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Any way to tell how far into pregnancy?

post #1 of 11
Thread Starter 
Our stray (who we named Daisy) has settled into her shelter in our garden and now we are just waiting on the kittens. Is there any way to tell how far along she is without having an ultrasound done? The vet didn't really have a good guess except that we were likely at least 2 weeks out, maybe more - and that was a week ago. She is getting bigger around with bulging out to her sides and she is looking healthy now instead of half-starved. Her coat and eyes look brighter and shinier - it is quite heartening to see how much better she looks than when she found us a week and a half ago. The only thing that concerns me is that her nipples which were prominent before seem to have actually decreased in size and I thought they were supposed to get bigger as the pregnancy proceeds. Reading too much as I tend to do, I've been questioning if she is indeed pregnant or if it is something bad like FIP, but we were reassured by our vet that she is very likely pregnant and to just wait a couple of weeks before bringing her back in to be reevaluted if we want. An ultrasound plus office visit will run me almost $200 which I really can't afford right now - especially since I need to save up for kitten shots and a spay and more shots for Daisy (who we will likely keep). I'd like to have some idea when to expect the babies, but her nipples haven't turned pink yet and I can't feel any kittens moving around when I gently feel around on her tummy. She is still eating normally and shows no signs of discomfort or distress or even change in personality except she seems content and happy. Are there any other telltale signs about how close we are to the end? I'm dying to see what her babies will look like. If she is local area rather than dumped from afar, our neighboring barn toms are all orange tabbies - so I almost expect some orange ones. My kids are already bugging me to keep a kitten - I'm sure my other cats (not to mention my husband) would be thrilled with the permanent addition of Daisy AND a kitten .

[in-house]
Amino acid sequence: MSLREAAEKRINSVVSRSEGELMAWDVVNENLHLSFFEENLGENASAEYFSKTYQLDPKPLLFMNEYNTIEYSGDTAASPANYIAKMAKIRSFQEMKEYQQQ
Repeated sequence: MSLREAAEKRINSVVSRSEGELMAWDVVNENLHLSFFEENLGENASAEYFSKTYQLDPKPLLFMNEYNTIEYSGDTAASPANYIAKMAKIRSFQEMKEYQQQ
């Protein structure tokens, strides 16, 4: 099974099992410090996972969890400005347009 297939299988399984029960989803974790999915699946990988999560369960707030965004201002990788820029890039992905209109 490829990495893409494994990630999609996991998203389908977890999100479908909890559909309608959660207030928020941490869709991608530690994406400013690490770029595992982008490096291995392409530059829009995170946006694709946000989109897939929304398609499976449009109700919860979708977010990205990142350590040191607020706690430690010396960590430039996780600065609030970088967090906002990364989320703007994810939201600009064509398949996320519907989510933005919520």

post #2 of 11
It depends on the cat.
Meeko never looked pred except her nipples were red.
Even the vet didnt know.
I did feel yoshi kicking 2 weeks before he was born though.
Coco was so big and getting kicked hard but her nipples didn not change until she went in labor.
Its been 6 years though.
You should feel kicking around 2 weeks before they are due.
post #3 of 11
Quote:
Originally Posted by mews2much View Post
It depends on the cat.
Meeko never looked pred except her nipples were red.
Even the vet didnt know.
I did feel yoshi kicking 2 weeks before he was born though.
Coco was so big and getting kicked hard but her nipples didn not change until she went in labor.